Galen Rupp – F2012 Trials - Galen Rupprom his high school days, Rupp has been the great hope of American distance running. And he has lived up to that. I remember watching him at the 2009 NCAA Championships, stopping during the 5,000 meter final to put his shoe back on and then still decisively beating the rest of the field. At this year’s Trials, he won both the 5,000 and 10,000 meter races. In the 5,000, he beat Bernard Lagat (who finished second at last year’s World Championships) for the first time in thirteen races and broke Steve Prefontaine’s Olympic Trials record, which has stood since 1972.

Women’s High Jump – This year’s women’s high jump was special. First of all, there were great performances by both Chaunte Lowe and Brigetta Barrett. Both cleared 6’ 7”, which for Barrett was a two inch personal best. If they jump that way in London, both could vie for medals. Another reason was the excitement generated for the event. Much of that came from Chaunte, her “showmanship” and her efforts to involve the crowd. But all the athletes benefitted from it. 2012 Trials - Amy AcuffFinally, it was special because it featured the past, present, and future of the event. Chaunte and Brigetta are in their primes (or entering their primes). But there was also Amy Acuff, making her fifth Olympic team. She will be 37 by the time the London Games start. And then there was 15-year-old Gabby Williams. She was too young to participate in the USATF Junior Championships earlier this summer, so she came to the Trials. She finished fifth, jumping 6’ 2.25”. In doing so, she tied the 21-year-old national record for high school sophomores – a record owned by Amy Acuff.

Razorback Olympians – It is always exciting to see some of the Razorback athletes make the US Team. On this year’s US squad will be Tyson Gay, Wallace Spearmon, Jr., and Jeremy Scott. Of course, there will also be Razorbacks on other squads: Marek Niit (Estonia), Alistair Craig (Ireland), Raymond Higgs (Bahamas), Veronica Campbell-Brown (Jamaica), Regina George (Nigeria), and Tina Sutej (Slovenia). There are probably others that I’m missing.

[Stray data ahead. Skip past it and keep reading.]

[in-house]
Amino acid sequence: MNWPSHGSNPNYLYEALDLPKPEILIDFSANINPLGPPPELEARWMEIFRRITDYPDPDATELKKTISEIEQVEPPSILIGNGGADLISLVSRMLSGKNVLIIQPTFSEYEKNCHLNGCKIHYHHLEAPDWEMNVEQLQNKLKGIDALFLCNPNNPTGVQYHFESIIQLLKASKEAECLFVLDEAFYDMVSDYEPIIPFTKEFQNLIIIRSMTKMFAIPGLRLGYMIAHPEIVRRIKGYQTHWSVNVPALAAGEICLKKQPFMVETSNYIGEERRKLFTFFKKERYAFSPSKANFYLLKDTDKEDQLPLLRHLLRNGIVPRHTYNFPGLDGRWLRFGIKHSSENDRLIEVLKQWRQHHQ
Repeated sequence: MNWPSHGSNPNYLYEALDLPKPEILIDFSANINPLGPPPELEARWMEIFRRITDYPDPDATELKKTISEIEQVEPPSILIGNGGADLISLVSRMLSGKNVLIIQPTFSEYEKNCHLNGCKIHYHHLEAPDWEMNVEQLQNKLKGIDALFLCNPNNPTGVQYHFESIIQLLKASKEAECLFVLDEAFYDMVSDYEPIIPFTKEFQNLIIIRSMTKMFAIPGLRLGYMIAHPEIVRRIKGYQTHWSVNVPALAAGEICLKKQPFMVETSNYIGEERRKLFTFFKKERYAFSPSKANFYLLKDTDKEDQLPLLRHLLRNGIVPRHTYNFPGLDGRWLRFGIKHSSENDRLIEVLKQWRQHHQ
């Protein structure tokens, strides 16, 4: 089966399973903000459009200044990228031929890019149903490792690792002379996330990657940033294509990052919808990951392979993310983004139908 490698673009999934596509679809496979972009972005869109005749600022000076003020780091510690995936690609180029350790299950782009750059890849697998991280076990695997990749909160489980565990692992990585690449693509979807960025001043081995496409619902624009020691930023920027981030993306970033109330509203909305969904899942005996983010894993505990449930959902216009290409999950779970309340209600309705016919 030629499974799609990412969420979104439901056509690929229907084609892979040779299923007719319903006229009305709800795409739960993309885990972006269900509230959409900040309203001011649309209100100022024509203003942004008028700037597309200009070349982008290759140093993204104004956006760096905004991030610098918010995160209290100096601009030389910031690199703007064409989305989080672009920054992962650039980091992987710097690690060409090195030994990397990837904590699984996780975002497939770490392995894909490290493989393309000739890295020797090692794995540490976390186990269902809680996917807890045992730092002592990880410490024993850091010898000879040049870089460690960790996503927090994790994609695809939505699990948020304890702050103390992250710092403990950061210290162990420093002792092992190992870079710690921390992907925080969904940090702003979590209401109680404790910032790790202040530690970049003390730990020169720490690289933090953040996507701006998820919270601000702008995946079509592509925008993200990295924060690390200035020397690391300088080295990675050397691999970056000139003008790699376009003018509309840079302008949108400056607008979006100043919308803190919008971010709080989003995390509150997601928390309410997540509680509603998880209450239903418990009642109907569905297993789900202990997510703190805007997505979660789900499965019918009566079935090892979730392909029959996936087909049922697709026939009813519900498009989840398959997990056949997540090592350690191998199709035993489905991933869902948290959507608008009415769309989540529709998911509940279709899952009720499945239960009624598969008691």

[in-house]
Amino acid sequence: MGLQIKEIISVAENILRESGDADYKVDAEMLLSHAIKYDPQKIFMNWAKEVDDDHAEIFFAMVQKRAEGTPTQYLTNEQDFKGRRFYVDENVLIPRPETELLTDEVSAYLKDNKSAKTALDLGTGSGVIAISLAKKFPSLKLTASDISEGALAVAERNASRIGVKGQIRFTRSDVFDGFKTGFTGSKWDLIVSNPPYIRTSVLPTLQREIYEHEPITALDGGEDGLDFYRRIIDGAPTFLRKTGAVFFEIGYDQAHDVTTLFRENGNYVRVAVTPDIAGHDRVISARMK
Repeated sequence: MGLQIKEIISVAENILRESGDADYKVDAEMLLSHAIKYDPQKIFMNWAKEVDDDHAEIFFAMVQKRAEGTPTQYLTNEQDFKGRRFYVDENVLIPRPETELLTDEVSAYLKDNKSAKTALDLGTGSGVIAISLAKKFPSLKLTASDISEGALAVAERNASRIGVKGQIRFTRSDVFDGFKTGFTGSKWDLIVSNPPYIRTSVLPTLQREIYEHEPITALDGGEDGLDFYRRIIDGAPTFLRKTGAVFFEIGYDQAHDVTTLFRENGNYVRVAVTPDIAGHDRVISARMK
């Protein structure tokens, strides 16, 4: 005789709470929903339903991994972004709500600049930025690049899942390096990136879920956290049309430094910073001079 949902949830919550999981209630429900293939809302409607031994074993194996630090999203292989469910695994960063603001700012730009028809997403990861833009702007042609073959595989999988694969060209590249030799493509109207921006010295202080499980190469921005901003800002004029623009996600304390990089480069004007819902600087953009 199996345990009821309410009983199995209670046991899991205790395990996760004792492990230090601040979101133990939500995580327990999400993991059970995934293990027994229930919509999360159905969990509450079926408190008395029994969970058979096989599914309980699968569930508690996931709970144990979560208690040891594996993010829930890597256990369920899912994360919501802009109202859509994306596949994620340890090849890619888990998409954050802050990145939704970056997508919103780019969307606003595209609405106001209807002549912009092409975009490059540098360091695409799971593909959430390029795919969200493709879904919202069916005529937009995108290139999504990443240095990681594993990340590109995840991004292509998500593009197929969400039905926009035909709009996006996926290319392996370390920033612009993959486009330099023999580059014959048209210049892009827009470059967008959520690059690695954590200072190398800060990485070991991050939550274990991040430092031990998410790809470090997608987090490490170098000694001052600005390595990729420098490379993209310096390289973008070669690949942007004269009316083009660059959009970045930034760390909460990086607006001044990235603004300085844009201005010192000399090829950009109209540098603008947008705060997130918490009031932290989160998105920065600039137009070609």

Ashton Eaton – World Record in the Decathlon. Enough said.

The Dead Heat – We may never know the whole story and there are plenty of conspiracy theories.

2012 Trials - Nieto Rejoices
The Agony and the Ecstasy – The drama of the Trials are what make them so compelling. There is the ecstasy: Jamie Nieto winning the high jump after not getting to go four years ago because of no “A” standard, Dathan Ritzenheim placing third and hitting the standard in the men’s 10,000 after placing fourth a few weeks ago in the marathon Trials, Brittany Borman winning and PRing with an “A” standard in the javelin on her last throw, Lance Brooks doing the same thin2012 Trials - Bryan Clayg in the discus, Chelsea Hayes PRing by over a foot in the women’s long jump. The list could go on and on. But there is also the agony: Bryan Clay realizing his quest to be the first man to medal in the Decathlon in three Olympics had come to an end, Julia Lucas struggling down the stretch in the 5,000 meters only to lose the last spot by .04 seconds, and all the others who spent that last four years preparing for this chance only to see their dreams not come true.